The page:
The examples of Hicks and Thomas should give us pause for consideration. Neither was convicted of any terrorist charge. Hicks was not found guilty of any Australian offence (he confessed to a US charge of aiding terrorists, which was itself eventually ruled to be invalid by the US Supreme Court of Appeal). “Jihad Jack” Thomas was also cleared, after the Victorian Supreme Court threw out his conviction in 2006.

In hindsight, it appears that the control orders placed on Hicks and Thomas were more about politics than security. One of the reasons that control orders are not used very much is that they appear to be quite resource-intensive.

As former National Security Legislation Monitor Bret Walker told the ABC today, control orders are expensive and time-consuming – but not necessarily effective.

“Somebody who is prepared to do terrible things as happened just recently is not likely to be somebody who will feel obliged to comply with a control order,” Walker told ABC Radio this morning. “So we do have to be careful about just adding layer after layer of law in relation to dealing with people who probably require to be surveilled, investigated and in appropriate cases – charged.”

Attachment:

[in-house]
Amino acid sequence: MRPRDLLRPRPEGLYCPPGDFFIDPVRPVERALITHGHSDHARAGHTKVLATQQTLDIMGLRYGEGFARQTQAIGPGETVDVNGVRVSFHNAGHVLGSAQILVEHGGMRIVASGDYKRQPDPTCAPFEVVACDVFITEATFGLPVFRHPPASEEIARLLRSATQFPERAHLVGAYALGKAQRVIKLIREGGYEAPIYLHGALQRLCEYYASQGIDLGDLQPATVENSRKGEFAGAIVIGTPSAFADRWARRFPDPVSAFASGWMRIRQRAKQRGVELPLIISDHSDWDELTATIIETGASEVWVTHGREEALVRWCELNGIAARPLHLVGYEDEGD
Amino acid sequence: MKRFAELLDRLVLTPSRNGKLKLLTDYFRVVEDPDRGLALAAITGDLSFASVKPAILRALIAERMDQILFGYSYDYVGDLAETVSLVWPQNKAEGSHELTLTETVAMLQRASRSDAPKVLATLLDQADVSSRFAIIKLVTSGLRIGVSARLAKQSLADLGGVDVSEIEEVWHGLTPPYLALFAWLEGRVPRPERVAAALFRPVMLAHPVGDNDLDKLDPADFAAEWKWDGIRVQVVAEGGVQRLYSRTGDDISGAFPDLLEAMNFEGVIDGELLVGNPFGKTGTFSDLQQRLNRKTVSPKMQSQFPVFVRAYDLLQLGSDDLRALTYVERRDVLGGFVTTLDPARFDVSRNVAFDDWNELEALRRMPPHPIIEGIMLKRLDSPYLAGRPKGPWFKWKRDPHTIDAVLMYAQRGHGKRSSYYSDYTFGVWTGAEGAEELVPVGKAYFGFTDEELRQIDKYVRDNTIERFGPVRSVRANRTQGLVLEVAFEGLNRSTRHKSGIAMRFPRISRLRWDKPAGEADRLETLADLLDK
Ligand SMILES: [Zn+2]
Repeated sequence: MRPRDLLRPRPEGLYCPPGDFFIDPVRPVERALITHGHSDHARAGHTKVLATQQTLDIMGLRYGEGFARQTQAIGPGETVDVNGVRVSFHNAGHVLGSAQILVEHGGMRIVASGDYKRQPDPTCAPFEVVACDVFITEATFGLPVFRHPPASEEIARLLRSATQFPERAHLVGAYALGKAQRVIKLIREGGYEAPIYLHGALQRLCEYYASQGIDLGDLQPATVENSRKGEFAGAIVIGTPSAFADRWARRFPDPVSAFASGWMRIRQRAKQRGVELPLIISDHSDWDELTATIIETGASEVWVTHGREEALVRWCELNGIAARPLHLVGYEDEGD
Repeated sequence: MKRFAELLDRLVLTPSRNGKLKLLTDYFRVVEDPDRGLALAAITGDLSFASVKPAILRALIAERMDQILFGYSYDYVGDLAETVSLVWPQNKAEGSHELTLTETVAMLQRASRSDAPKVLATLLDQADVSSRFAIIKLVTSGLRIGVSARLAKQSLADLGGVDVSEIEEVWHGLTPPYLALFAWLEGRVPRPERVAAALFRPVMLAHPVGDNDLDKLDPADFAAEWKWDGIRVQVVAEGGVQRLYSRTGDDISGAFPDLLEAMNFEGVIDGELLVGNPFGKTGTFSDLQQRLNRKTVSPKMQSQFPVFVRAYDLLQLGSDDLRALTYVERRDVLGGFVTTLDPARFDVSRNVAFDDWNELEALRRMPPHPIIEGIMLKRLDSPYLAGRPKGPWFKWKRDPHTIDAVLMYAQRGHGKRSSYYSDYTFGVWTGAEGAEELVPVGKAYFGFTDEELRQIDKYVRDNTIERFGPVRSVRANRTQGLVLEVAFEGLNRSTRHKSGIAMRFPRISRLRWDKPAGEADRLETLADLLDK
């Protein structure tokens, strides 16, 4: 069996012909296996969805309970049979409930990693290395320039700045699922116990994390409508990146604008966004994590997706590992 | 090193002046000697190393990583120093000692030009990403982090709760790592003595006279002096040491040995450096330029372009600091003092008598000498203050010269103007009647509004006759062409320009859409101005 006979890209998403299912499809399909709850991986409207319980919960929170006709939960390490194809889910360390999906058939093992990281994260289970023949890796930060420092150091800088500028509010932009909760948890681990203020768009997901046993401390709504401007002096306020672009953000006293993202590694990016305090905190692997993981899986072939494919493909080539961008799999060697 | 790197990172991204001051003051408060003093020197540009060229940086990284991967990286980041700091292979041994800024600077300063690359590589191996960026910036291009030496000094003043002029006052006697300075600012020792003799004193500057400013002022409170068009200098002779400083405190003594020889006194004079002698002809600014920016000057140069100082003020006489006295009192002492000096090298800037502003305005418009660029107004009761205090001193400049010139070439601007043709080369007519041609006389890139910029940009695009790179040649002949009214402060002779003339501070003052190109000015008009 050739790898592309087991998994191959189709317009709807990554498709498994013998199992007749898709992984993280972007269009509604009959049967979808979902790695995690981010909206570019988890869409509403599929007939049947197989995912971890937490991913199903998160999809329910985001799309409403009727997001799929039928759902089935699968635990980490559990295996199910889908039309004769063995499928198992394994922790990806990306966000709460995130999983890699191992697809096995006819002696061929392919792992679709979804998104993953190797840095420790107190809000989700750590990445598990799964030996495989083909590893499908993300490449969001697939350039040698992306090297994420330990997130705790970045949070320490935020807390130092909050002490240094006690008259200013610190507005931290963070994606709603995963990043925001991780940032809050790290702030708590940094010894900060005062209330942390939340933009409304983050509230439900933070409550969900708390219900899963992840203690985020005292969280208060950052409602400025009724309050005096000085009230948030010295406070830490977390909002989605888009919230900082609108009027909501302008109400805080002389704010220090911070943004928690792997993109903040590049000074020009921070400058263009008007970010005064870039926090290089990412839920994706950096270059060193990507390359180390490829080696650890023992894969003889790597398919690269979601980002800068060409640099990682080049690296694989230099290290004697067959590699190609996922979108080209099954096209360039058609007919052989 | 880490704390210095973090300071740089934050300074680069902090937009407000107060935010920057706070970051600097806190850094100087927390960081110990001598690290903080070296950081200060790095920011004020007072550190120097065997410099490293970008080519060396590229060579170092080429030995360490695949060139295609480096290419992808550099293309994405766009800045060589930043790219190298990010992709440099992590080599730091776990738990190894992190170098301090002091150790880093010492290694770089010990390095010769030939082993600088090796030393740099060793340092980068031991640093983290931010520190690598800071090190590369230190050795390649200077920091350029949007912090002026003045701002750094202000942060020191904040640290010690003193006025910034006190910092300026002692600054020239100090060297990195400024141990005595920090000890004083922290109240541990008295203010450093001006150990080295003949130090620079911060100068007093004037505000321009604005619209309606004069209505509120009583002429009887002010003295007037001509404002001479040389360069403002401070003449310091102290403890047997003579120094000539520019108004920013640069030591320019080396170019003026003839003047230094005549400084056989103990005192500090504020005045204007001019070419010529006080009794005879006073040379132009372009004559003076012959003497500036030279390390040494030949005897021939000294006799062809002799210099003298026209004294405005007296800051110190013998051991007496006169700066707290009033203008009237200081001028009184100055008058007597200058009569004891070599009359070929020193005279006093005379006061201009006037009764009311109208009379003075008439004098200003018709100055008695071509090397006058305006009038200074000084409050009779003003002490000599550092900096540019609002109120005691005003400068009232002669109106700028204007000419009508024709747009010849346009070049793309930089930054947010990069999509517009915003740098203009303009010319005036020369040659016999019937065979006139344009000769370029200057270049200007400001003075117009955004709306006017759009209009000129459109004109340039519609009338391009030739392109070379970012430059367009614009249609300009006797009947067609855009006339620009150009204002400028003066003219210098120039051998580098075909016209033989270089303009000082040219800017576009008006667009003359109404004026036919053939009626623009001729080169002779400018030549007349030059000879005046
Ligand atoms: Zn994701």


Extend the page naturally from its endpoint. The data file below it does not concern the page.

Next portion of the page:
We are yet to find out if the men placed on control orders after Operation Appleby were connected to 15-year old Farhad Jabar, the boy alleged to have shot New South Wales police employee Curtis Cheng on October 2. An 18-year old man is currently being held by the Australian Federal Police – without charge – in connection to the Cheng shooting.

But the obvious point needs to be made: a control order would not have prevented Jabar shooting Cheng. The teenager does not appear to have been tracked or surveilled by law enforcement agencies. If we didn’t know he was a potential terrorist, then we can hardly have slapped a control order on him.

But, of course, yesterday’s announcement is not really about preventing another terrorist attack. It’s about making George Brandis and Malcom Turnbull look tough. Another pointless counter-terror law. More national security theatre. How different is the Turnbull government, really?

Ben Eltham is New Matilda's National Affairs Correspondent.